October 9, 2019 / 5:42 PM / 7 days ago

U.S. arrests counterterrorism analyst over leaks to journalists

WASHINGTON (Reuters) - A counterterrorism analyst with the U.S. Defense Intelligence Agency was arrested on Wednesday over charges he leaked classified materials about a foreign country’s weapons system to two journalists in 2018 and 2019, the U.S. Justice Department said in federal court filings on Wednesday.

A police booking mugshot shows U.S. Defense Intelligence Agency analyst Henry Kyle Frese after his arrest by U.S. federal authorities on charges that he leaked classified materials about a foreign country's weapons system to two journalists, in an image that was released by the Alexandria SheriffÕs Office in Alexandria, Virginia, U.S. on October 10, 2019. Alexandria SheriffÕs Office/Handout via REUTERS

Information that 30-year-old Henry Kyle Frese passed to the journalists appeared in at least eight different news stories, the Justice Department alleged in an indictment unsealed in the U.S. District Court for the Eastern District of Virginia.

The two reporters to whom he leaked information were colleagues, and one of them was apparently romantically involved with Frese, the FBI said in court filings.

Those news stories relied on five separate intelligence reports issued between March and June 2018.

Reuters could not immediately determine if Frese had obtained a lawyer in the case.

This marks the sixth federal case involving leaks of classified information in a little over two years. A crackdown on leaking was initiated by the Trump administration in 2017 and led by then-Attorney General Jeff Sessions.

The first case to emerge during the Trump administration involved Reality Winner, a former intelligence analyst who divulged a report about Russian interference in the 2016 election to the Intercept news website.

Another similar case earlier this year involved a former intelligence analyst named Daniel Everette Hale, who was also charged in connection with leaking information to the Intercept related to a U.S. drone strike program.

Until the criminal case against Winner, no one had been charged with leaking classified information since 2013, said John Demers, the head of the Justice Department’s National Security Division, in a call with reporters on Wednesday to announce the charges against Frese.

“Our investigators and prosecutors nationwide will continue to devote themselves to media leak cases in order to protect our nation from the threat posed by the rare intelligence community official who breaks his or her oath,” he said.

During the course of its investigation, the FBI learned that Frese was a follower on one of the reporter’s public Twitter feeds, and that Frese shared a residential address with the journalist from August 2017 through August 2018.

The reporter with whom he lived is referred to in court records as “Journalist 1.”

“It appears that they were involved in a romantic relationship for some or all of that period of time,” the FBI agent wrote in a sworn statement.

The Justice Department did not identify the two journalists to whom he allegedly leaked or their news outlets, but said they worked for two separate outlets owned by the same parent company.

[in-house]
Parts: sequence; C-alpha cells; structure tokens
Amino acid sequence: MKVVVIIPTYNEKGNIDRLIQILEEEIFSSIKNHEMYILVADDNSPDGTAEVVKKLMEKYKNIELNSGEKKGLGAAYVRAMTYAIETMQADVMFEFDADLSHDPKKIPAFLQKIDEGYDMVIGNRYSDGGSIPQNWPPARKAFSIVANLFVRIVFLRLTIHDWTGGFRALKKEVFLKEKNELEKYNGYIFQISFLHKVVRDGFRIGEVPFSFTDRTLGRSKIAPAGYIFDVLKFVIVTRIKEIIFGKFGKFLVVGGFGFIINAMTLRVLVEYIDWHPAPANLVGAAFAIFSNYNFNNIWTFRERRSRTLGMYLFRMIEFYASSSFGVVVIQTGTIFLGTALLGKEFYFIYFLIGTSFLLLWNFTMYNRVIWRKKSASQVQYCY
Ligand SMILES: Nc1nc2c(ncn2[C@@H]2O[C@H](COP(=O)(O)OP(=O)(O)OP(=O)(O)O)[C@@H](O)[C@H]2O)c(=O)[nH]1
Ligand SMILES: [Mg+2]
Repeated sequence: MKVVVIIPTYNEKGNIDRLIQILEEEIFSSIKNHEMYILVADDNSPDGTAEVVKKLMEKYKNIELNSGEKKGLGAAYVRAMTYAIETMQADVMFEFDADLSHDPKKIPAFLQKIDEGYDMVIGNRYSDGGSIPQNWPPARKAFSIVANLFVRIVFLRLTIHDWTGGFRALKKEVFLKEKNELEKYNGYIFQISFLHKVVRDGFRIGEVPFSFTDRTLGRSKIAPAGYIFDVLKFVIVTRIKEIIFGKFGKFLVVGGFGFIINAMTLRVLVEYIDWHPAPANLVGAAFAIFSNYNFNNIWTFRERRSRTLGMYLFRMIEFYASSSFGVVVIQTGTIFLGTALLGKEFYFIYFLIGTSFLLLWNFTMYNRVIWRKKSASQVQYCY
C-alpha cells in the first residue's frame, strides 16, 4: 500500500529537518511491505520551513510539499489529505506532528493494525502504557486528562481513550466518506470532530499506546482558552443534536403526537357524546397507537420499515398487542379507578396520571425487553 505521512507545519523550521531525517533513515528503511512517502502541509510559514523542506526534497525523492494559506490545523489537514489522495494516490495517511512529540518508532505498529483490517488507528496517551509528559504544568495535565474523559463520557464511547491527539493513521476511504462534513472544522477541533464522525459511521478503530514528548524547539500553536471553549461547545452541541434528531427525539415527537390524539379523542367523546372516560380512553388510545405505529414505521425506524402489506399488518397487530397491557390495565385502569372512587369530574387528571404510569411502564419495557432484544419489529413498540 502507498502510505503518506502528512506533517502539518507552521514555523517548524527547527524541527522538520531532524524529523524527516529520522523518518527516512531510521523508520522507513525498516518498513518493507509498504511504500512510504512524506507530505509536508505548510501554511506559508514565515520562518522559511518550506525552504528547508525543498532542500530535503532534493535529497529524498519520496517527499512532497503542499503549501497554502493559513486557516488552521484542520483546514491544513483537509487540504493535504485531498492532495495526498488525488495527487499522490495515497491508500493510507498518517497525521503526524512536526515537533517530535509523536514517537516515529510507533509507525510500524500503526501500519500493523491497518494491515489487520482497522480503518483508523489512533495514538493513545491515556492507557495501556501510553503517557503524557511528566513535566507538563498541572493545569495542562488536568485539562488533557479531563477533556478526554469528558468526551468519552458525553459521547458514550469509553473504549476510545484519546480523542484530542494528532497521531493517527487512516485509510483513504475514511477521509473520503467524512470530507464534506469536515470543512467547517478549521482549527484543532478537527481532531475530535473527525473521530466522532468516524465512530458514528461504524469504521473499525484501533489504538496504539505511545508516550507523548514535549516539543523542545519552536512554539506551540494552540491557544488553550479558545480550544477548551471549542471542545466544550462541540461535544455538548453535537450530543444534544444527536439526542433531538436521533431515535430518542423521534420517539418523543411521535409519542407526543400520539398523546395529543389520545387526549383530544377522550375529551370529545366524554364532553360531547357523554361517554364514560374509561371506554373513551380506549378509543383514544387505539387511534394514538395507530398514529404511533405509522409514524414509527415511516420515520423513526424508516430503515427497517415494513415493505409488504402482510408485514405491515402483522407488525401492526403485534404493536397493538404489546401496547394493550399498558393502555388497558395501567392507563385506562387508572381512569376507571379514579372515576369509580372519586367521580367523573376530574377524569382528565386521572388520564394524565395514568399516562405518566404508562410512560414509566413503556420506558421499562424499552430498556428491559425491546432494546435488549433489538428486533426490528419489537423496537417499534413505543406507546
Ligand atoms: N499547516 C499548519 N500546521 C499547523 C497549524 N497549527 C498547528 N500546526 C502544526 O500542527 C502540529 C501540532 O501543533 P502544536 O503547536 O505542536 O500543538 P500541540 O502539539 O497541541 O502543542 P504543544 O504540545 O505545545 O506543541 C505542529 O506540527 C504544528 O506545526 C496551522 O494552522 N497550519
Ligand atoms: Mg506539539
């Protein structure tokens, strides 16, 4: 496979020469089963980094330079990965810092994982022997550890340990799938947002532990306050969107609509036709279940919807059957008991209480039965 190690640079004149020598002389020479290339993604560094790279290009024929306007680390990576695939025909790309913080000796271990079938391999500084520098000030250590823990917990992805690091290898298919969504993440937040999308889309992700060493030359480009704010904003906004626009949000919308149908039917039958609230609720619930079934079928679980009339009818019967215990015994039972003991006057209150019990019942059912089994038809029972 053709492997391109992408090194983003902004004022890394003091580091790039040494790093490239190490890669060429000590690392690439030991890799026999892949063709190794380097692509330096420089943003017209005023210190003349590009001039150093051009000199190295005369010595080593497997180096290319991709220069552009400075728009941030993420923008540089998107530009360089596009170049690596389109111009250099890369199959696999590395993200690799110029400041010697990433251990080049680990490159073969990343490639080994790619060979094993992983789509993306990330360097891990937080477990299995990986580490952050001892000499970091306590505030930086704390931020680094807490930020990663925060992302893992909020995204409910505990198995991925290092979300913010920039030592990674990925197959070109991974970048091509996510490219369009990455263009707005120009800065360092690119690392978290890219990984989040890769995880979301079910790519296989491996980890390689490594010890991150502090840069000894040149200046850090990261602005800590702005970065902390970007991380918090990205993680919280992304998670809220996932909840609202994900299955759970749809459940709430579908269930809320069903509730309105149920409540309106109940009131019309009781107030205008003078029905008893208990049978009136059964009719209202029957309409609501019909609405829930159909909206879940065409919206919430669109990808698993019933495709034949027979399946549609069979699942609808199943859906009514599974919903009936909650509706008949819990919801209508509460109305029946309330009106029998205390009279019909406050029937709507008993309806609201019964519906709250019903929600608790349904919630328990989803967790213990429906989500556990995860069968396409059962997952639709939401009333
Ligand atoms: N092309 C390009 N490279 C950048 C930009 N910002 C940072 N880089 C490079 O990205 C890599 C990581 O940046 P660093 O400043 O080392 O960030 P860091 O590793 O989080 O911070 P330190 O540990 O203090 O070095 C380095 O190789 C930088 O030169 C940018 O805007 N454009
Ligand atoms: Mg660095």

Public Twitter messages referenced in the court filings indicate that Journalist 1 is Amanda Macias, a national security reporter for CNBC.

The filings also reference public Twitter messages that indicate Journalist 2 is Courtney Kube, a national security correspondent for NBC. Both CNBC and NBC are owned by Comcast.

Macias authored or co-authored with Kube a number of articles during the timeframes cited in the court filings that reference U.S. intelligence reports and weapons systems of foreign nations such as China and Russia.

Neither reporter was accused of any wrongdoing. Neither immediately responded to requests for comment. An NBC spokesman declined to comment.

In the spring of 2018, the FBI alleges Journalist 1 called Frese on his cellphone. The next day, Frese started searching for an intelligence report involving topics unrelated to his work responsibilities.

FILE PHOTO: An FBI vehicle is seen outside the Federal Bureau of Investigation building ahead of the release of the Special Counsel Robert Mueller's report in Washington, D.C., U.S., April 18, 2019. REUTERS/Amr Alfiky/File Photo

Seven days later, the reporter sent him a direct message on Twitter asking if he would speak with “Journalist 2,” who was a more senior and seasoned reporter.

He replied he was “down” to help Journalist 2 because doing so would help Journalist 1 “progress” in her career.

Phone records show he communicated multiple times with both of them, including on the same day an article was published containing classified information from the intelligence reports, the FBI said.

Reporting by Sarah N. Lynch and Andy Sullivan; additional reporting by Mark Hosenball; Editing by Bernadette Baum and Rosalba O'Brien

0 : 0
  • narrow-browser-and-phone
  • medium-browser-and-portrait-tablet
  • landscape-tablet
  • medium-wide-browser
  • wide-browser-and-larger
  • medium-browser-and-landscape-tablet
  • medium-wide-browser-and-larger
  • above-phone
  • portrait-tablet-and-above
  • above-portrait-tablet
  • landscape-tablet-and-above
  • landscape-tablet-and-medium-wide-browser
  • portrait-tablet-and-below
  • landscape-tablet-and-below